The victim, Belinda Evans, was a retired college Professor of Child Psychology. As Kim and her team search her home, they find an overnight bag packed and begin to unravel a complex relationship between Belinda and her sister Veronica.

Then two more bodies are found bearing the same distinctive markings, and Kim knows she is on the hunt for a ritualistic serial killer. Linking the victims, Kim discovers they were involved in annual tournaments for gifted children and were on their way to the next event. 

With DS Penn immersed in the murder case of a young man, Kim and her team are already stretched and up against one of the most ruthless killers they’ve ever encountered. The clues lie in investigating every child who attended the tournaments, dating back decades.

Faced with hundreds of potential leads and a bereaved sister who is refusing to talk, can Kim get inside the mind of a killer and stop another murder before it’s too late?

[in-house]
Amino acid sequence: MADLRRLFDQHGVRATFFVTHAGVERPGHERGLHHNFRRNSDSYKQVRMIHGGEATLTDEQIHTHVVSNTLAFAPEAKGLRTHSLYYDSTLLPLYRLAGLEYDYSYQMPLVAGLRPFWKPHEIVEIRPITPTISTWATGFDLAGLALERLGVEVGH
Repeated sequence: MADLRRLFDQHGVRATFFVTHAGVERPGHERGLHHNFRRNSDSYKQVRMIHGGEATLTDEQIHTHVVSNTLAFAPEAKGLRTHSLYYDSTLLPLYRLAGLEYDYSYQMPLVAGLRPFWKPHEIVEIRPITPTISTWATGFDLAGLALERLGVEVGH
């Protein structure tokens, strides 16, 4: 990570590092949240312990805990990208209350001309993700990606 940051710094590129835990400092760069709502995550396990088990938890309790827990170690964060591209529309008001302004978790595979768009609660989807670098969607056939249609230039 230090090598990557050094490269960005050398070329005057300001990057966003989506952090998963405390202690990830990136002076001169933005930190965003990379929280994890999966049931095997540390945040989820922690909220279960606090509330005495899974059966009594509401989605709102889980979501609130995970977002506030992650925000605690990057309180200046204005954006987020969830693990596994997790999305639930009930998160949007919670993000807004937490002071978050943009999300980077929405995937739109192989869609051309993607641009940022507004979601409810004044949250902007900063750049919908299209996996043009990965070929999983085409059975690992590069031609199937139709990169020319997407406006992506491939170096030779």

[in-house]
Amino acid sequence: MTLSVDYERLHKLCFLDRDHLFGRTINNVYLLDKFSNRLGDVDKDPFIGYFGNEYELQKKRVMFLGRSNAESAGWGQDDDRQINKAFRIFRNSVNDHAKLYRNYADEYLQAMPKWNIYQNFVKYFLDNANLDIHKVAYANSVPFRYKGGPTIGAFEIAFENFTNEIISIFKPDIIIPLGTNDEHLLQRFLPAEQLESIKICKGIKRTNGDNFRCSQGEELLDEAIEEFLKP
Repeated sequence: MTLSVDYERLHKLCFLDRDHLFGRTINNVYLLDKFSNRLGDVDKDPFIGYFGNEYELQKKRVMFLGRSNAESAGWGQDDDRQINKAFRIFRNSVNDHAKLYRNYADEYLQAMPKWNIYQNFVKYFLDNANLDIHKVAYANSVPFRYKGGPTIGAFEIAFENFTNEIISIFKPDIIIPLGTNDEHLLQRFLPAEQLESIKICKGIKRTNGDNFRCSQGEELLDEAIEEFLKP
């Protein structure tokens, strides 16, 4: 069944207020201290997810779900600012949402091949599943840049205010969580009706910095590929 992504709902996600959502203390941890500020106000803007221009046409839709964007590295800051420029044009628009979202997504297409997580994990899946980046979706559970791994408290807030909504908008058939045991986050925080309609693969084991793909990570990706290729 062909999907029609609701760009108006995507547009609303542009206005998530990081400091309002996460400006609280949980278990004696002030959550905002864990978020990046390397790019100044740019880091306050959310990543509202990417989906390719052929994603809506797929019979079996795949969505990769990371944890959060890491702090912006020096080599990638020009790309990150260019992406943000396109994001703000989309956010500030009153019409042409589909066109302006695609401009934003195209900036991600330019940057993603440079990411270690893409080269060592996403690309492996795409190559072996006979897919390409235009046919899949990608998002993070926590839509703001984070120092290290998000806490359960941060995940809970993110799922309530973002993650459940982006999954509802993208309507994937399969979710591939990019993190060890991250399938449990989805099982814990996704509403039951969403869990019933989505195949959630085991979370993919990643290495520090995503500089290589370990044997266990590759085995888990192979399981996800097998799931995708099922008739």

April 1980 and Jane is the first female detective to be posted to the Met’s renowned Flying Squad, commonly known as the ‘Sweeney’. Based at Rigg Approach in East London, they investigate armed robberies on banks, cash in transit and other business premises. 

Jane thinks her transfer is on merit and is surprised to discover she is actually part of a short term internal experiment, intended to have a calming influence on a team that likes to dub themselves as the ‘Dirty Dozen’. 

The men on the squad don’t think a woman is up to the dangers they face when dealing with some of London’s most ruthless armed criminals, who think the only ‘good cop’ is a dead cop. Determined to prove she’s as good as the men, Jane discovers from a reliable witness that a gang is going to carry out a massive robbery involving millions of pounds. 

But she doesn’t know who they are, or where and when they will strike . . .

I can’t wait to read the next in the Jane Tennison and Kim Stone series! Happy reading!